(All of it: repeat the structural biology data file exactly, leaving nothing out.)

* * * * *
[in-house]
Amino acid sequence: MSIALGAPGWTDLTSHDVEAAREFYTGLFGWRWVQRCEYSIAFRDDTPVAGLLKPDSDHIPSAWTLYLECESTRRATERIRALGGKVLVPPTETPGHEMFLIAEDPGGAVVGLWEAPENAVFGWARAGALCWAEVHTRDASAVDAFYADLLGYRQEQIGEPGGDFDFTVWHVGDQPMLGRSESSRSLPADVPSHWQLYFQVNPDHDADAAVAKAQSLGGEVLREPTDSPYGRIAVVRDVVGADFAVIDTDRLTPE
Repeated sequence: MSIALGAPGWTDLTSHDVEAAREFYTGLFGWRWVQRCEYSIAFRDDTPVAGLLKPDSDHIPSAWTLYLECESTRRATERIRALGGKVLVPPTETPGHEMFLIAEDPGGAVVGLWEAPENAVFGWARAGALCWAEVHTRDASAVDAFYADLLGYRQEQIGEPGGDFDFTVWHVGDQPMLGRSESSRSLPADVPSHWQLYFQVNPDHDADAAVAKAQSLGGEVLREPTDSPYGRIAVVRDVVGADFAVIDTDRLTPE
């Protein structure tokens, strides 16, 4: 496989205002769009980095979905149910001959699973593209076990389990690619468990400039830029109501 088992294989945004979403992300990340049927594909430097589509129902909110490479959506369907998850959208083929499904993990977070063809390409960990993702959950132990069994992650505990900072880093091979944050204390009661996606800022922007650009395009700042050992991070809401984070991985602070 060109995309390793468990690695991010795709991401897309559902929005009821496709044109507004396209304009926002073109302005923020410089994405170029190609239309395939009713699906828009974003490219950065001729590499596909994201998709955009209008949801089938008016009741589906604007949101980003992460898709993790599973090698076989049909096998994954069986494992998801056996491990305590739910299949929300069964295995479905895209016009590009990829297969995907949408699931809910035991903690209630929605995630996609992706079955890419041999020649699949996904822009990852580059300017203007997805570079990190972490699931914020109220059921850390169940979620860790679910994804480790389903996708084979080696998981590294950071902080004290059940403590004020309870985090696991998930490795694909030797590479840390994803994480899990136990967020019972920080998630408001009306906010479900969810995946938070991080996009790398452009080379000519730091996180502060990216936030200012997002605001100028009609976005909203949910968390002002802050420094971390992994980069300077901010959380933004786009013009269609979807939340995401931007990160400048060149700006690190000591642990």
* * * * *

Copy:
[in-house]
Amino acid sequence: MSIALGAPGWTDLTSHDVEAAREFYTGLFGWRWVQRCEYSIAFRDDTPVAGLLKPDSDHIPSAWTLYLECESTRRATERIRALGGKVLVPPTETPGHEMFLIAEDPGGAVVGLWEAPENAVFGWARAGALCWAEVHTRDASAVDAFYADLLGYRQEQIGEPGGDFDFTVWHVGDQPMLGRSESSRSLPADVPSHWQLYFQVNPDHDADAAVAKAQSLGGEVLREPTDSPYGRIAVVRDVVGADFAVIDTDRLTPE
Repeated sequence: MSIALGAPGWTDLTSHDVEAAREFYTGLFGWRWVQRCEYSIAFRDDTPVAGLLKPDSDHIPSAWTLYLECESTRRATERIRALGGKVLVPPTETPGHEMFLIAEDPGGAVVGLWEAPENAVFGWARAGALCWAEVHTRDASAVDAFYADLLGYRQEQIGEPGGDFDFTVWHVGDQPMLGRSESSRSLPADVPSHWQLYFQVNPDHDADAAVAKAQSLGGEVLREPTDSPYGRIAVVRDVVGADFAVIDTDRLTPE
């Protein structure tokens, strides 16, 4: 496989205002769009980095979905149910001959699973593209076990389990690619468990400039830029109501 088992294989945004979403992300990340049927594909430097589509129902909110490479959506369907998850959208083929499904993990977070063809390409960990993702959950132990069994992650505990900072880093091979944050204390009661996606800022922007650009395009700042050992991070809401984070991985602070 060109995309390793468990690695991010795709991401897309559902929005009821496709044109507004396209304009926002073109302005923020410089994405170029190609239309395939009713699906828009974003490219950065001729590499596909994201998709955009209008949801089938008016009741589906604007949101980003992460898709993790599973090698076989049909096998994954069986494992998801056996491990305590739910299949929300069964295995479905895209016009590009990829297969995907949408699931809910035991903690209630929605995630996609992706079955890419041999020649699949996904822009990852580059300017203007997805570079990190972490699931914020109220059921850390169940979620860790679910994804480790389903996708084979080696998981590294950071902080004290059940403590004020309870985090696991998930490795694909030797590479840390994803994480899990136990967020019972920080998630408001009306906010479900969810995946938070991080996009790398452009080379000519730091996180502060990216936030200012997002605001100028009609976005909203949910968390002002802050420094971390992994980069300077901010959380933004786009013009269609979807939340995401931007990160400048060149700006690190000591642990």